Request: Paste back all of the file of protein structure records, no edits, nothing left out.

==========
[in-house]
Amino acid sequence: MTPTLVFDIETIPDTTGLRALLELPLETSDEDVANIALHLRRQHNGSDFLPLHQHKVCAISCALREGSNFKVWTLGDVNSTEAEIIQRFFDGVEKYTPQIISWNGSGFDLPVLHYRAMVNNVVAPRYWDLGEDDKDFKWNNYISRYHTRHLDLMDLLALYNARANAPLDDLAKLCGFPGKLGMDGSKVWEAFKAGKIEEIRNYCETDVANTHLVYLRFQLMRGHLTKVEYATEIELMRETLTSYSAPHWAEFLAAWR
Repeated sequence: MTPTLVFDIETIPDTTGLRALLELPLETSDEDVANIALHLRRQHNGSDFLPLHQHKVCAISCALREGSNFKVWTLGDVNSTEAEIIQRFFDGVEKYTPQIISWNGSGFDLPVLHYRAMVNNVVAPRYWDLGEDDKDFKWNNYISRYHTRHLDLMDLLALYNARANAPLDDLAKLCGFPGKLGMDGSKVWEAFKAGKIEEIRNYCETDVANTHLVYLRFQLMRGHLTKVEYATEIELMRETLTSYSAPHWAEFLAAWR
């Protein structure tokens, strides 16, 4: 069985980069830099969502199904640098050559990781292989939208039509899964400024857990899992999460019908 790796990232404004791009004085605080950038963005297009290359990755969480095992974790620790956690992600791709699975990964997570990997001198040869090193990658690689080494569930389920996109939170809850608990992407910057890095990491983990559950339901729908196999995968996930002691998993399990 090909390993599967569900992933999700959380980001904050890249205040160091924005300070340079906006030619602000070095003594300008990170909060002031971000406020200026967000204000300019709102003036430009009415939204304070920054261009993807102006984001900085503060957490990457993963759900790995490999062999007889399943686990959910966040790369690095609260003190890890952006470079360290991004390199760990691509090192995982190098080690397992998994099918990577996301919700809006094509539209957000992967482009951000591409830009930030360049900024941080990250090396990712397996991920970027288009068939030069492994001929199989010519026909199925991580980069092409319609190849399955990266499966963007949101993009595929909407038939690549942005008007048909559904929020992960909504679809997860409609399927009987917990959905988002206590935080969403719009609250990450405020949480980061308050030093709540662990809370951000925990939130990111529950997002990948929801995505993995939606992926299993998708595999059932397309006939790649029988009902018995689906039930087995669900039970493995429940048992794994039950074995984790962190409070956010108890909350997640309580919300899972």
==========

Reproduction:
[in-house]
Amino acid sequence: MTPTLVFDIETIPDTTGLRALLELPLETSDEDVANIALHLRRQHNGSDFLPLHQHKVCAISCALREGSNFKVWTLGDVNSTEAEIIQRFFDGVEKYTPQIISWNGSGFDLPVLHYRAMVNNVVAPRYWDLGEDDKDFKWNNYISRYHTRHLDLMDLLALYNARANAPLDDLAKLCGFPGKLGMDGSKVWEAFKAGKIEEIRNYCETDVANTHLVYLRFQLMRGHLTKVEYATEIELMRETLTSYSAPHWAEFLAAWR
Repeated sequence: MTPTLVFDIETIPDTTGLRALLELPLETSDEDVANIALHLRRQHNGSDFLPLHQHKVCAISCALREGSNFKVWTLGDVNSTEAEIIQRFFDGVEKYTPQIISWNGSGFDLPVLHYRAMVNNVVAPRYWDLGEDDKDFKWNNYISRYHTRHLDLMDLLALYNARANAPLDDLAKLCGFPGKLGMDGSKVWEAFKAGKIEEIRNYCETDVANTHLVYLRFQLMRGHLTKVEYATEIELMRETLTSYSAPHWAEFLAAWR
């Protein structure tokens, strides 16, 4: 069985980069830099969502199904640098050559990781292989939208039509899964400024857990899992999460019908 790796990232404004791009004085605080950038963005297009290359990755969480095992974790620790956690992600791709699975990964997570990997001198040869090193990658690689080494569930389920996109939170809850608990992407910057890095990491983990559950339901729908196999995968996930002691998993399990 090909390993599967569900992933999700959380980001904050890249205040160091924005300070340079906006030619602000070095003594300008990170909060002031971000406020200026967000204000300019709102003036430009009415939204304070920054261009993807102006984001900085503060957490990457993963759900790995490999062999007889399943686990959910966040790369690095609260003190890890952006470079360290991004390199760990691509090192995982190098080690397992998994099918990577996301919700809006094509539209957000992967482009951000591409830009930030360049900024941080990250090396990712397996991920970027288009068939030069492994001929199989010519026909199925991580980069092409319609190849399955990266499966963007949101993009595929909407038939690549942005008007048909559904929020992960909504679809997860409609399927009987917990959905988002206590935080969403719009609250990450405020949480980061308050030093709540662990809370951000925990939130990111529950997002990948929801995505993995939606992926299993998708595999059932397309006939790649029988009902018995689906039930087995669900039970493995429940048992794994039950074995984790962190409070956010108890909350997640309580919300899972």